As my final undergraduate year approaches, I constantly find myself reflecting on the memories I have made here at West Chester.
Through the good, the bad and the incredibly embarrassing, I know that there was one part of my experience that taught me the most.
That experience was through a sorority.
I know what you are thinking: This is just another article about how great sorority life is. I am here to say it is not. This is not about how amazing or great, terrible or terrifying sorority life is, but rather about the true, actual account of my reality as a sister of Greek life.
Like most of the undergrad population, I started out my freshman year like the contestants on “Naked and Afraid,” vulnerable and completely terrified. I soon began to make friends with my roommate and people across the hall, hoping to form forever friendships.
A few weeks into the fall semester, girls in our hallway began to hang signs on their doors with strange letters that had no meaning to me with cutesy ribbons and pretty decorations hanging off of them.
My friends and I would sit in our rooms and pick fun at the girls who had the decorations on their doors and how snobby we thought they were. We would joke that we could never handle that many girl friends and have that many events to go to.
As the semester went on, I met many sorority women in my classes and began to see them for who they were and not their affiliation. I grew jealous of the fun T-shirts and accessories they sported around campus and the formal dresses they sported at the end of each semester to their date function.
Throughout the year, I contemplated many clubs and organizations on campus, but could not find the right fit. By the end of freshman year, I thought, “Maybe I could do it.”
After an entire summer of contemplation, I decided to take the plunge and register for fall recruitment.
Again, vulnerable and scared of what was to come, I finally received an email explaining the process and assigning me my recruitment counselor. Shortly thereafter, I got a text asking a group of us to come to the upcoming “Meet the Greeks” information event.
Not knowing any girls going through the same process at the time, I decided to brave it out alone. I walked into a crowded, loud room and felt more alone than ever. Everyone seemed to know each other or had someone to talk to. I quickly turned around until I heard someone call my name.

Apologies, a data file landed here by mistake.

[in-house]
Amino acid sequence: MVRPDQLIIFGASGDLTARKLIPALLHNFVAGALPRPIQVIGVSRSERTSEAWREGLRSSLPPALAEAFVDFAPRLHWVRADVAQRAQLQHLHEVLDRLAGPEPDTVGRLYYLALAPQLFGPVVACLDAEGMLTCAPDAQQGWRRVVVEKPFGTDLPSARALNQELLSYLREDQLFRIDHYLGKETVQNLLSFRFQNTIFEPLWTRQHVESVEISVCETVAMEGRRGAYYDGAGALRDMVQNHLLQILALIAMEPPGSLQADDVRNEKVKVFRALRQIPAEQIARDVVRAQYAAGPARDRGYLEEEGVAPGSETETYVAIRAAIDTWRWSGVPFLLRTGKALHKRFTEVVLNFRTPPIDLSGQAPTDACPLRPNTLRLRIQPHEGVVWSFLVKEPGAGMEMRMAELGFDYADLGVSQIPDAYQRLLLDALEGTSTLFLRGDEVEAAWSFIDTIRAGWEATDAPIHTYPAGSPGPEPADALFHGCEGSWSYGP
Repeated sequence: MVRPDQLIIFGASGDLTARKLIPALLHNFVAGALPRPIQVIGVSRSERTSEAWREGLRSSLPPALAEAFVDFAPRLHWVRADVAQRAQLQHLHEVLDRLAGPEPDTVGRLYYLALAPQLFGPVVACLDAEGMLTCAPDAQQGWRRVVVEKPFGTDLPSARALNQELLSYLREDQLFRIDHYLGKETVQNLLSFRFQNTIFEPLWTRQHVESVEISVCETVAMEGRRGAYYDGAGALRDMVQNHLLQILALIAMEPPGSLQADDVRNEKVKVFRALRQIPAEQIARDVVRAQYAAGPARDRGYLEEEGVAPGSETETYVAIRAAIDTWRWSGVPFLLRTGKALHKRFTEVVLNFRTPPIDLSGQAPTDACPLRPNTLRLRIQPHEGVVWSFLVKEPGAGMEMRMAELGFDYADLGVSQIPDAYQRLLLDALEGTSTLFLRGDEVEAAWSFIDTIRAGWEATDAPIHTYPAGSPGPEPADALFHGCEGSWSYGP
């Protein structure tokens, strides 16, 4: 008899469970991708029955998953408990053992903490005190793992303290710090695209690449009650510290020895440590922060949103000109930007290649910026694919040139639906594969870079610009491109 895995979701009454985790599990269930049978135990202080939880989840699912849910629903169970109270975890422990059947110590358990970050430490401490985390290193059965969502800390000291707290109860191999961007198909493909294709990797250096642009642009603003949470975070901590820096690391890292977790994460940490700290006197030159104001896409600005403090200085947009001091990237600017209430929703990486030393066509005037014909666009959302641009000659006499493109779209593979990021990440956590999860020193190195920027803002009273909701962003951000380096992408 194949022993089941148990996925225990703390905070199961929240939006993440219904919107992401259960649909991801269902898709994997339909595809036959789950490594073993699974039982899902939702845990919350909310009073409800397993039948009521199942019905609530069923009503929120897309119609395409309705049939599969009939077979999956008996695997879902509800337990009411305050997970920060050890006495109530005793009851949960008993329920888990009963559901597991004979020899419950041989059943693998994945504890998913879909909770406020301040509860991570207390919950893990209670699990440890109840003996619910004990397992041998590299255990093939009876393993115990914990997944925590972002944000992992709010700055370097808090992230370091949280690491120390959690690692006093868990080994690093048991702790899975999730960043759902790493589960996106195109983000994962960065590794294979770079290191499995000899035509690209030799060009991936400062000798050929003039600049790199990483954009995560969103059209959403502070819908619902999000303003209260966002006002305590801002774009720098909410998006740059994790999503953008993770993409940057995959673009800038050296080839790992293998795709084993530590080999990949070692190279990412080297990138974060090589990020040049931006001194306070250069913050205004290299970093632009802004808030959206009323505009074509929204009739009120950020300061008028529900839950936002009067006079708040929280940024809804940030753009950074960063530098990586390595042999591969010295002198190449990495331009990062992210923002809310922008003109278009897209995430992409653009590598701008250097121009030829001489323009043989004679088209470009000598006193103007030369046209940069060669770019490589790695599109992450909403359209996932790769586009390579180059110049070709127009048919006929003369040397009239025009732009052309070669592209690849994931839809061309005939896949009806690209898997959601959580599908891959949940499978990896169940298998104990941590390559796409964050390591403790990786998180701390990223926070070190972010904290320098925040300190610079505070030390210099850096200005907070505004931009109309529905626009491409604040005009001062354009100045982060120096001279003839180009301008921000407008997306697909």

Jenah was my recruitment counselor and she had recognized me from my Facebook profile. We immediately hit it off and drifted into the sea of talking, laughing and smiling women.
I told Jenah my concerns about never having so many girl friends before and wanting to focus on my academics. She assured me that being in a Greek organization would not only develop friendships of all kinds, but it would also enhance my grades.
After the long and rigorous two weekends of recruitment were over, I finally belonged somewhere. I found an organization that I enjoyed so much I wanted to spend the next three years putting all I had into it.
Joining a sorority was hard at first. The first day was overwhelming, exciting and terrifying at the same time. I went home and seriously thought about what I had gotten myself into.
I continued to stick with it and eventually met two girls I became attached to. We would give each other rides to evening events, walk together to sisters’ houses and gossip about the latest drama in the new member class.
Soon it became clear to me that what Jenah said was right. My academics grew and I was developing friendships of all shapes and sizes. A sisterhood is a friendship like no other. Instead of having to deeply understand and know each others’ personalities, we had the ability to undeniably respect each other without any words ever spoken.
Although the sisterhood falters quite often, it teaches you that we are not all the same. We act differently, we deal with life differently, and we love differently. It teaches you the hardships of a hierarchical system and how to receive what you have rightfully earned.
Most importantly, a sorority teaches you that you will not love everyone you meet. It teaches you tolerance and maturity to confront the toughest of situations. It teaches you that any organization takes toughness of skin and confidence in yourself to succeed.
Erin King is a fourth-year student majoring in communication studies. She can be reached at EK800454@wcupa.edu.